The royal family frequently interferes in the political process, including through the harassment of political and media figures, and the government impedes the activities of opposition parliamentary blocs. In March 2015, the leader of the Civil Democratic Movement, a liberal political group, was arrested for criticizing the government of Saudi Arabia on Twitter.

The government uses the stripping of citizenship as a political tool against opponents and dissidents. In 2014, about three dozen people, including journalists, activists, and clerics, were stripped of citizenship for criticizing the government.

In the 2013 elections, Shiites lost more than half of the seats they gained in December 2012, winning only 8 seats.

Kuwait’s more than 100,000 stateless residents, known as bidoon, are considered illegal residents, do not have full citizenship rights, and often live in poor conditions. Efforts to grant citizenship to 4,000 of the country’s stateless residents through a 2013 law have stalled. In 2014, the government announced that tens of thousands of bidoon would be offered a chance to apply for citizenship in Comoros, which would receive direct investment from the Kuwaiti government in exchange. Comoros passport holders could then receive Kuwaiti residence permits. However, bidoon and other human rights activists have rejected this process, calling it an attempt by the Kuwaiti government to relieve itself of its responsibilities, and noting that foreign nationals can be deported more easily than stateless residents. There was little progress on the measure in 2015. In November, the government announced that more than 7,000 bidoon had regularized their status between since 2011 by declaring a foreign national origin and receiving residency permits.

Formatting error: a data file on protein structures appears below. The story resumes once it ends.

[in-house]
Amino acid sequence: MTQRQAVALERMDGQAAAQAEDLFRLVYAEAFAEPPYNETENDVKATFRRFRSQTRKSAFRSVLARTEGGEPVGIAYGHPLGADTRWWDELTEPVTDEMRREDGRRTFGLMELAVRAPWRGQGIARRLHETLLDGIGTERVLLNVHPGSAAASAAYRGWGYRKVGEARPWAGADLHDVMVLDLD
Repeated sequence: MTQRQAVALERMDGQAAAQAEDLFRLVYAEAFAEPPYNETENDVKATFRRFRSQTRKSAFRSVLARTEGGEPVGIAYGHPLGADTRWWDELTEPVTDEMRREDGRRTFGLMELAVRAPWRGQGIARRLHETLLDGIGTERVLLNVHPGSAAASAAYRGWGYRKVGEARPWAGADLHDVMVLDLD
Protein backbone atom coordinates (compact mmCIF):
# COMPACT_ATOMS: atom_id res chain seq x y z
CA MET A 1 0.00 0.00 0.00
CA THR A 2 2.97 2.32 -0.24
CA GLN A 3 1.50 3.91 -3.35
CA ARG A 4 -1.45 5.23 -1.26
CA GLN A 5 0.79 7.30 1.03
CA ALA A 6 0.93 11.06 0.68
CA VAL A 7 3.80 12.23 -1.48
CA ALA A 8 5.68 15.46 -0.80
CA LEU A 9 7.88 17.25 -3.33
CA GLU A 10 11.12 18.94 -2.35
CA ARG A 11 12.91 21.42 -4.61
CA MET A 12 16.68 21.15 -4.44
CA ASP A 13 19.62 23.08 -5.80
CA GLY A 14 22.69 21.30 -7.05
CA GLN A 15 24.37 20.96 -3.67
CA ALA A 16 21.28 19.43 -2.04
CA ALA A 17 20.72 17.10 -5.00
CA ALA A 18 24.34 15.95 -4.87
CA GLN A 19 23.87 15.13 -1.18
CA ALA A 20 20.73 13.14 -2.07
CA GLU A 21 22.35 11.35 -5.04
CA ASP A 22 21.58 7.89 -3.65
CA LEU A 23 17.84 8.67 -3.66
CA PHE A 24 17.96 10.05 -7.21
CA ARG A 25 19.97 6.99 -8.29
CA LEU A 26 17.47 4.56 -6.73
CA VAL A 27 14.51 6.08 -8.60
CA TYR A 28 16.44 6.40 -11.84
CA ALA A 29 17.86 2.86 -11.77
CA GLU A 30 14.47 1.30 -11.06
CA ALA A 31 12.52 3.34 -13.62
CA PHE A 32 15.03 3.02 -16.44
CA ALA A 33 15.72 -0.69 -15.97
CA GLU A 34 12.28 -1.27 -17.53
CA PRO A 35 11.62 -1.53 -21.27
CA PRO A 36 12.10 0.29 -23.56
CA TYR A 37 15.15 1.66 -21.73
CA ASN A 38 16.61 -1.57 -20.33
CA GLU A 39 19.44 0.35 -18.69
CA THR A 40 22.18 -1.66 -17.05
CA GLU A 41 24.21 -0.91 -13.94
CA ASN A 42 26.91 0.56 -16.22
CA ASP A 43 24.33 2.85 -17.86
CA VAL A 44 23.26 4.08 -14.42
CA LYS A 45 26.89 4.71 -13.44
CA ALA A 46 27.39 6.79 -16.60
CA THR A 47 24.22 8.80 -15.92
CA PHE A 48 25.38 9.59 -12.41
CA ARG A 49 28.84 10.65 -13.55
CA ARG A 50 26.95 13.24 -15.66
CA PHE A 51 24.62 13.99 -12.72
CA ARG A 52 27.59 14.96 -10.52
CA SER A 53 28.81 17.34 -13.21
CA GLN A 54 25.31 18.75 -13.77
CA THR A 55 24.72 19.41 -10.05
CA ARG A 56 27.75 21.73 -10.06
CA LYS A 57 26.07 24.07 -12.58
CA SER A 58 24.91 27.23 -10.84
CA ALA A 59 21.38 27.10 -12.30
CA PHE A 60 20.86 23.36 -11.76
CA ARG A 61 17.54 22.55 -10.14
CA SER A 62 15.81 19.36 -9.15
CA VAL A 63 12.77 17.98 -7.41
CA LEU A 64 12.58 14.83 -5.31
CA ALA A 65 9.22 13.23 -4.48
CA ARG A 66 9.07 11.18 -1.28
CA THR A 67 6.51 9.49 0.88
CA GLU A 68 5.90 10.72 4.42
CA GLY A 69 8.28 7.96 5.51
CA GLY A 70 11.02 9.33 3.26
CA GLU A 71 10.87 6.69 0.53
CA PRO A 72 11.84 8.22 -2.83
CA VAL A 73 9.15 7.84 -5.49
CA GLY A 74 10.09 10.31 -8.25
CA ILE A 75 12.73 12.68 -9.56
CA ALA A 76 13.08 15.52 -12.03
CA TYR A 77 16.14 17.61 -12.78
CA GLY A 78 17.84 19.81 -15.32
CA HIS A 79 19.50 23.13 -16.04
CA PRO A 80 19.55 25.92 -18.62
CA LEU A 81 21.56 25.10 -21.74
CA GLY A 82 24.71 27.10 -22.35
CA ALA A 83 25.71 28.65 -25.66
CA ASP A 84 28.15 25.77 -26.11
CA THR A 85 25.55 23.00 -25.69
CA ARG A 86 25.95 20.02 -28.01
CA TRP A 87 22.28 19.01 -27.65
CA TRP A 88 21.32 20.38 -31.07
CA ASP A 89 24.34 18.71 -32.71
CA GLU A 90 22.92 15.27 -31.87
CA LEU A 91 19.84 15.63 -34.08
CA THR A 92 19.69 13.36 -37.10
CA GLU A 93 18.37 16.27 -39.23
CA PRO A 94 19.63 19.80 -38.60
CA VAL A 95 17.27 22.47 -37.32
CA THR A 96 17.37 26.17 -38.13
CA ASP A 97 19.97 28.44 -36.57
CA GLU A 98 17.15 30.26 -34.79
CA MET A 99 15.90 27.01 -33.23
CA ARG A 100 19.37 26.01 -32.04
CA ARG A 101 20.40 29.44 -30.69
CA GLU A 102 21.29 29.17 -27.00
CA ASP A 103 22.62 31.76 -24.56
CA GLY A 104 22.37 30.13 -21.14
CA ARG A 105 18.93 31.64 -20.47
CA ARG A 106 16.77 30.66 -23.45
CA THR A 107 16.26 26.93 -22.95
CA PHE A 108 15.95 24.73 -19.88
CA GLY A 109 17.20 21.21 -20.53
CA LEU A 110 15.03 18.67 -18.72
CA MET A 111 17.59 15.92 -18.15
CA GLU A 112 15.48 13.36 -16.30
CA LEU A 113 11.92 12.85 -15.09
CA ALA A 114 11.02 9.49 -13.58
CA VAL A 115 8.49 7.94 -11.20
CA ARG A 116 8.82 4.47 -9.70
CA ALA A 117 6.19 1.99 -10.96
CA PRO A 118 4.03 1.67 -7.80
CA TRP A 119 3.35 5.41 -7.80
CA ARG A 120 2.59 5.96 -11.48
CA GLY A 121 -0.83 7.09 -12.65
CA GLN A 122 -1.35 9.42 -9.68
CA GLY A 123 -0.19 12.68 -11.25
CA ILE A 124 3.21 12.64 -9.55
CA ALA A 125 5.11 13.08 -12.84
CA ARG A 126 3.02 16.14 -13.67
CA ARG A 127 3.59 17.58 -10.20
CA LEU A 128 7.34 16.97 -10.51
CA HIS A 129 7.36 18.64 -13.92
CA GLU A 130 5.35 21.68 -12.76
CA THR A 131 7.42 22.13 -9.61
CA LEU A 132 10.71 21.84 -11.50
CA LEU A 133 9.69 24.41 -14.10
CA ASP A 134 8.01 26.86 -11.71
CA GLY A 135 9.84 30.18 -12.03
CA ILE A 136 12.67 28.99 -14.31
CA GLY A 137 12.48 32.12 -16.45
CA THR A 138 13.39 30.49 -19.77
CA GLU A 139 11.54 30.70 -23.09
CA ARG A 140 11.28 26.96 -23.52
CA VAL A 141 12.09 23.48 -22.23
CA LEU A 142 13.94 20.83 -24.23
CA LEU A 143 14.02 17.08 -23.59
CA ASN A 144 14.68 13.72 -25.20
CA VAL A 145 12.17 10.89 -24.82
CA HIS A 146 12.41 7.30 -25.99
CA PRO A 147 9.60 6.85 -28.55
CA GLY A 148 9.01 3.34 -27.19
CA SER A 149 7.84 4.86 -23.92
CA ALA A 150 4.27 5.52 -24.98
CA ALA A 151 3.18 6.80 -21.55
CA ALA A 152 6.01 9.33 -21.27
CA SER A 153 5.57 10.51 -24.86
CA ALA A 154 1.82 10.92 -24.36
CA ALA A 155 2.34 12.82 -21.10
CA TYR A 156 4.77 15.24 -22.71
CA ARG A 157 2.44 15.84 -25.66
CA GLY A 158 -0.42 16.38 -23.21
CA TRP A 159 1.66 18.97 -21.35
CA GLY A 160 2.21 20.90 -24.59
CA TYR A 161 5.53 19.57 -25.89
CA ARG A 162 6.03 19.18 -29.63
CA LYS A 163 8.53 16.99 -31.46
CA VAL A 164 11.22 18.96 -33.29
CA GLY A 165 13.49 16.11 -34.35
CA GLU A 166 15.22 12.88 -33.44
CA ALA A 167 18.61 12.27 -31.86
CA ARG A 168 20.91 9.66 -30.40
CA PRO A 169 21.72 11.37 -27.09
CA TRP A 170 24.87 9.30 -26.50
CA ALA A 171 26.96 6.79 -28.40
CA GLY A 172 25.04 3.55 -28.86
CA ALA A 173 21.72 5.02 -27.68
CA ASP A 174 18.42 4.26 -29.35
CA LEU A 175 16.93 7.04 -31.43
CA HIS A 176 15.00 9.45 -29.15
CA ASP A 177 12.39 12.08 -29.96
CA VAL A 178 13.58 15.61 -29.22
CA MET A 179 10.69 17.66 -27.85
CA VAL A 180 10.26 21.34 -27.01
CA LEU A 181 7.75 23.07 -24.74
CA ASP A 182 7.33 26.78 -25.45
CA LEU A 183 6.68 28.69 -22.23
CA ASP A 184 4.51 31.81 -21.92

C. Functioning of Government: 4 / 12 (−1)

Charges of government corruption were at the heart of the 2012 political crisis. The opposition has repeatedly called for the government to address the problem, but authorities have continuously obstructed parliamentary efforts to investigate.

In March 2015, the government unveiled the implementing regulations for the Public Anti-Corruption Authority (PACA), allowing the body to begin its work. However, in December, Constitutional Court ruled the 2012 decree that established PACA to be unconstitutional, finding that the decree was inappropriately rushed and issued without consultation with the National Assembly. Later that month, the cabinet approved legislation that would reestablish the body; the draft was under consideration by the National Assembly at year’s end. Separately, in September, Electricity, Water, and Public Works Minister Ahmad al-Jassar and 14 other state officials were sentenced to two years in prison in connection with the secret acquisition of faulty electricity generators in 2007. Kuwait ranked 55 out of 168 countries and territories in Transparency International’s 2015 Corruption Perceptions Index.

Transparency in government spending and operations is inadequate and exacerbated by the weakness of rule of law.


Civil Liberties: 23 / 60

D. Freedom of Expression and Belief: 6 / 16

Authorities continue to limit press freedom. Kuwaiti law punishes the publication of material that insults Islam, criticizes the emir or the government, discloses secret or private information, or calls for the regime’s overthrow.

More than 10 private daily and weekly Arabic newspapers and two private English-language dailies operate in Kuwait alongside a number of private broadcast outlets, including the satellite television station Al-Rai. The state owns four television stations and nine radio stations. Foreign media outlets generally operate relatively freely. Kuwaitis enjoy access to the internet, though the government has instructed internet service providers (ISPs) to block certain sites for political or moral reasons. In 2014, the National Assembly passed a new telecommunications law allowing authorities to monitor, block, and censor online material through a new body, the Commission for Mass Communications and Information Technology. Officials made a number of changes to the law in 2015; some amendments were aimed at regulating the commission members’ relationships with the private sector, and others granted the commission greater technical powers to pursue its mandate.